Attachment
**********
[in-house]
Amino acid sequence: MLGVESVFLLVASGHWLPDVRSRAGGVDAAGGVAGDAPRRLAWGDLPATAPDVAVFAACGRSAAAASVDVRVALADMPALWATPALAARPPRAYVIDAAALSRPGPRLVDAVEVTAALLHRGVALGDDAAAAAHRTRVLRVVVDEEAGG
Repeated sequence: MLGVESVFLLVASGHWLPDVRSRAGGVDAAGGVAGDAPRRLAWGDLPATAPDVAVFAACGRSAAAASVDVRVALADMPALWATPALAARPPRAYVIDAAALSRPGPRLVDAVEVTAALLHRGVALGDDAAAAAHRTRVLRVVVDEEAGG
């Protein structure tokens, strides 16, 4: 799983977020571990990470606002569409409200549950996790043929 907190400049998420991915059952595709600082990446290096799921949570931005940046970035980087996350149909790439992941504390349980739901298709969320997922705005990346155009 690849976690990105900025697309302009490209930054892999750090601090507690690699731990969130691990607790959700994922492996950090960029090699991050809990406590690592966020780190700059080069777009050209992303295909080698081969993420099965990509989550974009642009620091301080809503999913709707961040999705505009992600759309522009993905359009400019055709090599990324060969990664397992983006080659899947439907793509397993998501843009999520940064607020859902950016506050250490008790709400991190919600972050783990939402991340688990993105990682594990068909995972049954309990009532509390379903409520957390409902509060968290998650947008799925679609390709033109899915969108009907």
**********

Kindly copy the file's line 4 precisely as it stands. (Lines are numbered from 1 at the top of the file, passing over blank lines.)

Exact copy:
């Protein structure tokens, strides 16, 4: 799983977020571990990470606002569409409200549950996790043929 907190400049998420991915059952595709600082990446290096799921949570931005940046970035980087996350149909790439992941504390349980739901298709969320997922705005990346155009 690849976690990105900025697309302009490209930054892999750090601090507690690699731990969130691990607790959700994922492996950090960029090699991050809990406590690592966020780190700059080069777009050209992303295909080698081969993420099965990509989550974009642009620091301080809503999913709707961040999705505009992600759309522009993905359009400019055709090599990324060969990664397992983006080659899947439907793509397993998501843009999520940064607020859902950016506050250490008790709400991190919600972050783990939402991340688990993105990682594990068909995972049954309990009532509390379903409520957390409902509060968290998650947008799925679609390709033109899915969108009907």